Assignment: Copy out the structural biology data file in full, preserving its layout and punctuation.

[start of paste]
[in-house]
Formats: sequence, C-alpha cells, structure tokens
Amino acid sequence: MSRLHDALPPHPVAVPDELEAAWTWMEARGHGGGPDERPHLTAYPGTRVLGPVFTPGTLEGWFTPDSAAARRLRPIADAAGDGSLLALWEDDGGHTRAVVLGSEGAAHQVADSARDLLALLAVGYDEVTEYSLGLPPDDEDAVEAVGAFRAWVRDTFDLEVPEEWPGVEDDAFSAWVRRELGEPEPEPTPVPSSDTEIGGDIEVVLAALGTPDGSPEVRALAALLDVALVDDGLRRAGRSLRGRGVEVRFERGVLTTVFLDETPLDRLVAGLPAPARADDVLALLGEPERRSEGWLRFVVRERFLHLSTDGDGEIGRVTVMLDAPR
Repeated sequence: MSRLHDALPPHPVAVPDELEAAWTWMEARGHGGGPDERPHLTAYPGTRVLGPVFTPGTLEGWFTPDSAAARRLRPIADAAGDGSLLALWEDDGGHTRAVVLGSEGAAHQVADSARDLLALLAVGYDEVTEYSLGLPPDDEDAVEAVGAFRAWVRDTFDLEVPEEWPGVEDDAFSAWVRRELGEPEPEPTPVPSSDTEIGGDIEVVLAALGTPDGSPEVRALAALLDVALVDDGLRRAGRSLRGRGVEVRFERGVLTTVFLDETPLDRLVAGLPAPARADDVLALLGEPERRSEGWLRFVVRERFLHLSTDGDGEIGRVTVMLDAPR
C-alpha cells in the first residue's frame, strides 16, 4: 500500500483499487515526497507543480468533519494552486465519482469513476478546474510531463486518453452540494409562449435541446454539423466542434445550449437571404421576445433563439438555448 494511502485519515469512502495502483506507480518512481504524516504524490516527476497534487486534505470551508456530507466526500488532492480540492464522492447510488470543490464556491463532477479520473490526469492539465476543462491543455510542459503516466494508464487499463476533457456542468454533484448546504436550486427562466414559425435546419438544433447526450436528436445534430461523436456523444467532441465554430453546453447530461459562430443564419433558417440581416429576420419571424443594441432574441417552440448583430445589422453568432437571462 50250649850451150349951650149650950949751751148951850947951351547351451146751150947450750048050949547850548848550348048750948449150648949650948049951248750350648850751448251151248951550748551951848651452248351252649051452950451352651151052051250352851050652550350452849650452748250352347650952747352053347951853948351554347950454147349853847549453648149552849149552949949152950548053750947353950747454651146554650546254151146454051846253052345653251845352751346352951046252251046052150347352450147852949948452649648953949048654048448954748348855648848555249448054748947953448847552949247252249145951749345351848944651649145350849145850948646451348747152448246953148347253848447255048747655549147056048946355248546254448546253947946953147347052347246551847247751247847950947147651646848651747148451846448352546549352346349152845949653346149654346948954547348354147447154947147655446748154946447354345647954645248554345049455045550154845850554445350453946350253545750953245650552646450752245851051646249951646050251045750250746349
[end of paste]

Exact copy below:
[in-house]
Formats: sequence, C-alpha cells, structure tokens
Amino acid sequence: MSRLHDALPPHPVAVPDELEAAWTWMEARGHGGGPDERPHLTAYPGTRVLGPVFTPGTLEGWFTPDSAAARRLRPIADAAGDGSLLALWEDDGGHTRAVVLGSEGAAHQVADSARDLLALLAVGYDEVTEYSLGLPPDDEDAVEAVGAFRAWVRDTFDLEVPEEWPGVEDDAFSAWVRRELGEPEPEPTPVPSSDTEIGGDIEVVLAALGTPDGSPEVRALAALLDVALVDDGLRRAGRSLRGRGVEVRFERGVLTTVFLDETPLDRLVAGLPAPARADDVLALLGEPERRSEGWLRFVVRERFLHLSTDGDGEIGRVTVMLDAPR
Repeated sequence: MSRLHDALPPHPVAVPDELEAAWTWMEARGHGGGPDERPHLTAYPGTRVLGPVFTPGTLEGWFTPDSAAARRLRPIADAAGDGSLLALWEDDGGHTRAVVLGSEGAAHQVADSARDLLALLAVGYDEVTEYSLGLPPDDEDAVEAVGAFRAWVRDTFDLEVPEEWPGVEDDAFSAWVRRELGEPEPEPTPVPSSDTEIGGDIEVVLAALGTPDGSPEVRALAALLDVALVDDGLRRAGRSLRGRGVEVRFERGVLTTVFLDETPLDRLVAGLPAPARADDVLALLGEPERRSEGWLRFVVRERFLHLSTDGDGEIGRVTVMLDAPR
C-alpha cells in the first residue's frame, strides 16, 4: 500500500483499487515526497507543480468533519494552486465519482469513476478546474510531463486518453452540494409562449435541446454539423466542434445550449437571404421576445433563439438555448 494511502485519515469512502495502483506507480518512481504524516504524490516527476497534487486534505470551508456530507466526500488532492480540492464522492447510488470543490464556491463532477479520473490526469492539465476543462491543455510542459503516466494508464487499463476533457456542468454533484448546504436550486427562466414559425435546419438544433447526450436528436445534430461523436456523444467532441465554430453546453447530461459562430443564419433558417440581416429576420419571424443594441432574441417552440448583430445589422453568432437571462 50250649850451150349951650149650950949751751148951850947951351547351451146751150947450750048050949547850548848550348048750948449150648949650948049951248750350648850751448251151248951550748551951848651452248351252649051452950451352651151052051250352851050652550350452849650452748250352347650952747352053347951853948351554347950454147349853847549453648149552849149552949949152950548053750947353950747454651146554650546254151146454051846253052345653251845352751346352951046252251046052150347352450147852949948452649648953949048654048448954748348855648848555249448054748947953448847552949247252249145951749345351848944651649145350849145850948646451348747152448246953148347253848447255048747655549147056048946355248546254448546253947946953147347052347246551847247751247847950947147651646848651747148451846448352546549352346349152845949653346149654346948954547348354147447154947147655446748154946447354345647954645248554345049455045550154845850554445350453946350253545750953245650552646450752245851051646249951646050251045750250746349